The new Speaker of the House of Representatives in the 112th Congress of the United States of America declines invitations to official State Dinners of the United States of America – unless George Bush invites him. Apparently. And he thinks it’s okay – or even clever. It is not.
He is the third in line to the Presidency of the United States of America and when this nation formally and most diplomatically entertains the leader of our greatest competitor, a country likely to challenge us for ‘great power’ leadership, he is supposed to be there, supporting his government. It’s his frackin’ job.
FAIL, Mr. Boehner, big time FAIL.
A few words on that from Jena McGregor’s “On Leadership” column in today’s Washington Post.
” [This] marks the third time the Republican leader has skipped a state dinner during Obama’s administration. But [the] rationale that Boehner doesn’t believe in Washington’s pomp apparently didn’t stop him from attending a 2007 state dinner for Queen Elizabeth II during George W. Bush’s presidency. The white tie dinner for more than 100 guests included caviar, champagne and dover sole.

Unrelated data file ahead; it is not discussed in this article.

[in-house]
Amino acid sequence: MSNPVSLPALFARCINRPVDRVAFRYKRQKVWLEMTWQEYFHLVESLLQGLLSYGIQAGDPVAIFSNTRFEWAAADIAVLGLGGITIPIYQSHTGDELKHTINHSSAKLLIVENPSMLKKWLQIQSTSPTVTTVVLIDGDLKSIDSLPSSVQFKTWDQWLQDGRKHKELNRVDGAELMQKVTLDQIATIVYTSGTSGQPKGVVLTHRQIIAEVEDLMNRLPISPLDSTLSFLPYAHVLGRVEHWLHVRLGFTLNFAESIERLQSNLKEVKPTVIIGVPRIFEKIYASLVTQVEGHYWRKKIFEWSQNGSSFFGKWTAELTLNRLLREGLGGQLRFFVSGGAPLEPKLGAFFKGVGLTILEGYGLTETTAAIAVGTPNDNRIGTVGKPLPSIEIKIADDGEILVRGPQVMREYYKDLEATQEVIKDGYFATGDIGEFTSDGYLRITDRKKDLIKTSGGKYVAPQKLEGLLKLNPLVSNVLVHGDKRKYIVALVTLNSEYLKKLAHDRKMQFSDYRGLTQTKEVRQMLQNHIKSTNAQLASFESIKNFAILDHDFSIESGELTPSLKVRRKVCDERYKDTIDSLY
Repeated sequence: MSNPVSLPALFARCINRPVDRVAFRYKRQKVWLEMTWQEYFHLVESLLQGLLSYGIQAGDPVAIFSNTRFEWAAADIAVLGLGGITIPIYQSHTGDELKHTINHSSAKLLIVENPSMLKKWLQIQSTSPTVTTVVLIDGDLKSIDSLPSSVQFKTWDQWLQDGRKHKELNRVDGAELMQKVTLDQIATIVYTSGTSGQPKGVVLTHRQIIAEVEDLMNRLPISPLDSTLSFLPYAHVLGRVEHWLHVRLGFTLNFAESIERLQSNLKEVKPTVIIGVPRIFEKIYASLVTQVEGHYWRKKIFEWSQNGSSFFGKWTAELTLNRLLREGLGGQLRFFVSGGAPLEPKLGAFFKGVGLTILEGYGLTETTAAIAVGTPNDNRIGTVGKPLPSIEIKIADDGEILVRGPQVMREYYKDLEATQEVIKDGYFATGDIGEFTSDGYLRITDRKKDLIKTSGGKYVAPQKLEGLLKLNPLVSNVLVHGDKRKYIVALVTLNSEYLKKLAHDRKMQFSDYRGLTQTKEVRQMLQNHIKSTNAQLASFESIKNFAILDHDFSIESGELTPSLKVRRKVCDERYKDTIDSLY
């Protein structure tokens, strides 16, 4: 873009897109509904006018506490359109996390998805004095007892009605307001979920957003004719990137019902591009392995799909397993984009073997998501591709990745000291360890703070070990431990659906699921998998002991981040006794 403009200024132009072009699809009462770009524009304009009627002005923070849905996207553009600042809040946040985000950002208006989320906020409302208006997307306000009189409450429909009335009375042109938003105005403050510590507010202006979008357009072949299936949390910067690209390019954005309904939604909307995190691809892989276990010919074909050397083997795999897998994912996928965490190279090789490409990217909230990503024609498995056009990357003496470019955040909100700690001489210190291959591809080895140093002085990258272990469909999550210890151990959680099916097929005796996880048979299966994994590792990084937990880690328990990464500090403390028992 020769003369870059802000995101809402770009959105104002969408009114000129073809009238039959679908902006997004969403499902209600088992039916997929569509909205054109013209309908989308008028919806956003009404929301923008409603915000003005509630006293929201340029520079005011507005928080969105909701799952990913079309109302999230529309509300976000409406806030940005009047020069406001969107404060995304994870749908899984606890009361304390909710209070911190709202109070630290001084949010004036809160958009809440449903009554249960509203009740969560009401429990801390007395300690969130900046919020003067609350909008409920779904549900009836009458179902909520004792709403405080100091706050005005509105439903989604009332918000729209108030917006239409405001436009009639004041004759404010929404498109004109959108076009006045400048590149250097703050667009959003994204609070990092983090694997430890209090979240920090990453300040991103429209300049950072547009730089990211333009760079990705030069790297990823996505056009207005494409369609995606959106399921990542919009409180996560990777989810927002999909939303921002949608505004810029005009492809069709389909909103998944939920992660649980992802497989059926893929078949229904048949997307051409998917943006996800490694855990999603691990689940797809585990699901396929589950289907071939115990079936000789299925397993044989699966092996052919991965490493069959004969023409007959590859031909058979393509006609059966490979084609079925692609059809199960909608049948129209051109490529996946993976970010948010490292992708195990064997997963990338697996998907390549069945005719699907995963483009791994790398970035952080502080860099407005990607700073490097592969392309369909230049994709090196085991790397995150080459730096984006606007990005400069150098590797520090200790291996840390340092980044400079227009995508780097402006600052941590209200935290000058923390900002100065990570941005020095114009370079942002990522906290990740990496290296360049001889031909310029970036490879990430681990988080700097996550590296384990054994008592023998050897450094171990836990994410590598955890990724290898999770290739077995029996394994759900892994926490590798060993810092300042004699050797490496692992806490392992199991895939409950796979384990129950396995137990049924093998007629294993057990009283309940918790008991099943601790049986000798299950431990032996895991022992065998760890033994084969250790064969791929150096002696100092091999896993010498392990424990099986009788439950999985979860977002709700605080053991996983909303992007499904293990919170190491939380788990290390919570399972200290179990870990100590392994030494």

Some etiquette experts have looked aghast at Boehner’s decline. Politics Daily quotes Anita McBride, chief of staff to former First Lady Laura Bush, as saying that “you really have to be sick, dead or dying to regret a state dinner invitation.” Meanwhile, Letitia Baldridge, who was social secretary to President Kennedy, had even sharper words . . . Boehner’s decision was “short-sighted and a failing of his duty.”
[the columnist adds] “he should deal with it for an evening. Leadership requires that people do things they don’t like all the time, whether it’s attending a fancy dinner or negotiating on thorny issues with opponents.
A leader at Boehner’s level should actually want to take every opportunity to present a unified front to other countries.”
Suppose he’s declining these invitations to sit down with foreign heads of State for an altogether and far more troubling reason – suppose he wants allies and adversaries to perceive the leader of our country as weak? If that’s the case, his rudeness does damage to the country he claims to love. China conceivably could see Boehner’s snub as evidence that the United States is a disjointed, politically unstable country.